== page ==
ATHENS – Struggling to get a deal with international lenders, Prime Minister Alexis Tsipras said he may let Greeks vote on it.
Tsipras also hinted any possible deal with the troika of the European Union-International Monetary Fund-European Central Bank (EU-IMF-ECB) would likely contain provisions he opposed in his campaign promises to reverse austerity.
In 2011, former Premier and then-PASOK Socialist leader George Papandreou was hounded out of office when he proposed a similar referendum, drawing vehement criticism from the creditors.
In a late-night interview on Star TV on April 27, Tsipras said his mandate is to negotiate a deal “that won’t repeat the vicious circle of austerity, misery and pillage; a solution with prospects and within the European framework.”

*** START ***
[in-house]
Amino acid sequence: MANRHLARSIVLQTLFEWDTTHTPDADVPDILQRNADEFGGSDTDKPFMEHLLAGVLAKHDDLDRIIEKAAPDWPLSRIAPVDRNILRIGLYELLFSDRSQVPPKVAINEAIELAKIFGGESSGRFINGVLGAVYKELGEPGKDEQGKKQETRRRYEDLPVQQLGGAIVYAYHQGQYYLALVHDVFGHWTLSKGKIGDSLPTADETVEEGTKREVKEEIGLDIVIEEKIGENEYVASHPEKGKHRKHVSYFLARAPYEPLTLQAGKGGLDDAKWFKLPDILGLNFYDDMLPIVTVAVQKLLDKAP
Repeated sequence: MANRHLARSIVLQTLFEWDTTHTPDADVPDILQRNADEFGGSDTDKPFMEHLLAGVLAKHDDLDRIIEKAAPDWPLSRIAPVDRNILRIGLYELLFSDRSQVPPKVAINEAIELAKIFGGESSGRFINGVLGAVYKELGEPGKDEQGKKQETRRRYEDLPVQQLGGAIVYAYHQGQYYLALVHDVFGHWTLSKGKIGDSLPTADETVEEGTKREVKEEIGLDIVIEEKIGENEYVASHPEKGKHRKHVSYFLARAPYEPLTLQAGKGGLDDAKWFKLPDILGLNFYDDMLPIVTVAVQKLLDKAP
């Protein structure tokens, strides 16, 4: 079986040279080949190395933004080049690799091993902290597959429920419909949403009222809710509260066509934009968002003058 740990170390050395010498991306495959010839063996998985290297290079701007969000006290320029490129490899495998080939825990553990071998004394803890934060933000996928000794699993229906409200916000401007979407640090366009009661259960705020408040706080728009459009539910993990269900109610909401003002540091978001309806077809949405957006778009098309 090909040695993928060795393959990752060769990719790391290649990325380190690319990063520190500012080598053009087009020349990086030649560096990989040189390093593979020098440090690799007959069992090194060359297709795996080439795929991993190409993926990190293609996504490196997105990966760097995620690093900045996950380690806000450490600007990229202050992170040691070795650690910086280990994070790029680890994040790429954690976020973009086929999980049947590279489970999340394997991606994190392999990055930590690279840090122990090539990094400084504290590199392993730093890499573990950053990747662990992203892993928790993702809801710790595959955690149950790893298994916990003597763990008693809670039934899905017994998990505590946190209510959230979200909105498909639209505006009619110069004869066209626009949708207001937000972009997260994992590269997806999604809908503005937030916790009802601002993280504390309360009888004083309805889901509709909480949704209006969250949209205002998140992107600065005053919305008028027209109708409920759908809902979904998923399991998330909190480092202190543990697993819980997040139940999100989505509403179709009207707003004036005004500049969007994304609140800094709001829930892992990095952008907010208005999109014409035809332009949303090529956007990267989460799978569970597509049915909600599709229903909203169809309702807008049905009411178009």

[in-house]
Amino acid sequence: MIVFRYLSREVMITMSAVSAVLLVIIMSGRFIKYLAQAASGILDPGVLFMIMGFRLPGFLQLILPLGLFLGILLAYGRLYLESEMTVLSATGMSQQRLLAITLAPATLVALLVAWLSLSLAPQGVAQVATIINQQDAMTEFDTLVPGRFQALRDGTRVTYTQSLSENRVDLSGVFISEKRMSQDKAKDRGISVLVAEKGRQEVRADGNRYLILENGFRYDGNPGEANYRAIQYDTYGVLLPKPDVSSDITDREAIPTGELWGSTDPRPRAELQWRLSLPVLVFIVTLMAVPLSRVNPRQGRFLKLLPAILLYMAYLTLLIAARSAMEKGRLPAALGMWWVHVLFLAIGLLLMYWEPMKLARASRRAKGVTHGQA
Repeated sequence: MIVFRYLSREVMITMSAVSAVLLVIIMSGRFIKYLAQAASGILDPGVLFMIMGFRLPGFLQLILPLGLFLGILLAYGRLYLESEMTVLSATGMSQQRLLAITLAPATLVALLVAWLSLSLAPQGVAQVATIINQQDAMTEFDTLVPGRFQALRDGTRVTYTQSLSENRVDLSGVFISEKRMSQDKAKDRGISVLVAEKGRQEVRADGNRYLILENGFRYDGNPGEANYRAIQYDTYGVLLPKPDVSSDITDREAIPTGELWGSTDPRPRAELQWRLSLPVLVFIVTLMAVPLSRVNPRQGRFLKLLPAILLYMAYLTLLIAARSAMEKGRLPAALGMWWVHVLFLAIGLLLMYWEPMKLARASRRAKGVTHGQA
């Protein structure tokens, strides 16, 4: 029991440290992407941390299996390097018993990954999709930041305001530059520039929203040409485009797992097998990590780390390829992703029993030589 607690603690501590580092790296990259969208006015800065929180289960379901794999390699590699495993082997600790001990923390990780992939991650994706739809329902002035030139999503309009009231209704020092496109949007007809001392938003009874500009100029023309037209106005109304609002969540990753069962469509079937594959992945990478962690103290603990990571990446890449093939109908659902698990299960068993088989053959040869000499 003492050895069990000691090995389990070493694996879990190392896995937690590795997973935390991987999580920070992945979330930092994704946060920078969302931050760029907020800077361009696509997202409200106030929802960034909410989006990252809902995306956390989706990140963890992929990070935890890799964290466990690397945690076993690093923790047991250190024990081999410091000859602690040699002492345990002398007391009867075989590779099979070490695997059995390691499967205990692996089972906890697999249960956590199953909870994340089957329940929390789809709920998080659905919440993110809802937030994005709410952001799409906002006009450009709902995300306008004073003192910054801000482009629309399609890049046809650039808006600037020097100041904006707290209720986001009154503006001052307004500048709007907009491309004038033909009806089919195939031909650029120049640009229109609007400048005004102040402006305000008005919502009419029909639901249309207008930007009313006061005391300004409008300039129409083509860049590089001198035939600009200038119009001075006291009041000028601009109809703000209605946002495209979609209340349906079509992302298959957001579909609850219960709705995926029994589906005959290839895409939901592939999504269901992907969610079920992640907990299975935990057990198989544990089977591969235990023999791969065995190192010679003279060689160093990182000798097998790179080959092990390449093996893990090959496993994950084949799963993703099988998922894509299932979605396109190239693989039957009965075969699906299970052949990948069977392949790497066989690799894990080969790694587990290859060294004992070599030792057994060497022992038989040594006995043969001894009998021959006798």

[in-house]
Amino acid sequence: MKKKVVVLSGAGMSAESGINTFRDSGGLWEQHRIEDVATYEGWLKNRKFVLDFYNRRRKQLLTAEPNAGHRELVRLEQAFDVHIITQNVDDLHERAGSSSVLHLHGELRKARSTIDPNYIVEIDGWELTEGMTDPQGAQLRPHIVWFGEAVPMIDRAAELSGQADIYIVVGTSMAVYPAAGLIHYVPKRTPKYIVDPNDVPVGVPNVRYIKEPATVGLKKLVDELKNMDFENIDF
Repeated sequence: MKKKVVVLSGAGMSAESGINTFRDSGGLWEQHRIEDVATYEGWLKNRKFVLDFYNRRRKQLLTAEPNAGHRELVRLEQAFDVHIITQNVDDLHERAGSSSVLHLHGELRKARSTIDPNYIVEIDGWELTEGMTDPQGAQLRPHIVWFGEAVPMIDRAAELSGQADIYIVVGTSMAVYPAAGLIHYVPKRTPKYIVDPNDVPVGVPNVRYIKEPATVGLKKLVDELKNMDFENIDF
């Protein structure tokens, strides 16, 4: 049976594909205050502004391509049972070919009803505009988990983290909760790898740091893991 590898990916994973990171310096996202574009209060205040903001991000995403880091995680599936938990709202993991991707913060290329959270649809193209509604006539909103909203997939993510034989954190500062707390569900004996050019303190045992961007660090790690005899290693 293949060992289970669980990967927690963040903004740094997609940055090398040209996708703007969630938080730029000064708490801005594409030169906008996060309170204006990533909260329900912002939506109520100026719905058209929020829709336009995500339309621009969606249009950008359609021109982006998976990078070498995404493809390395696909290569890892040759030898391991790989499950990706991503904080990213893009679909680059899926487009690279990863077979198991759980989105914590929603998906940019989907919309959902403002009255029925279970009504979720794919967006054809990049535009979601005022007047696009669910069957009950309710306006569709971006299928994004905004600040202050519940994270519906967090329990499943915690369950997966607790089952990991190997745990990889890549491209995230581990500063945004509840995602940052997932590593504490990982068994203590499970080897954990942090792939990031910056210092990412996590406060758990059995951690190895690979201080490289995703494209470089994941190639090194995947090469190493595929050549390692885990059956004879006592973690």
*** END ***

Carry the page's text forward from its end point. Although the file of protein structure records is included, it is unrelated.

If the deal “exceeds that mandate,” then “Greek people will have to decide, obviously not through elections,” he said when asked about the possibility of a snap poll or a referendum.
He lashed out at Eurozone chief Jeroen Dijsselbloem and the ECB, accusing them of treating Greece unfairly and breaking promises, as the Radical Left SYRIZA leader continued being combative with those he’s seeking money from.
He said he was willing to compromise but insisted that it was the troika which had made life worse for Greeks even as he indicated he might be forced to take a deal he doesn’t like because the country has almost no money left.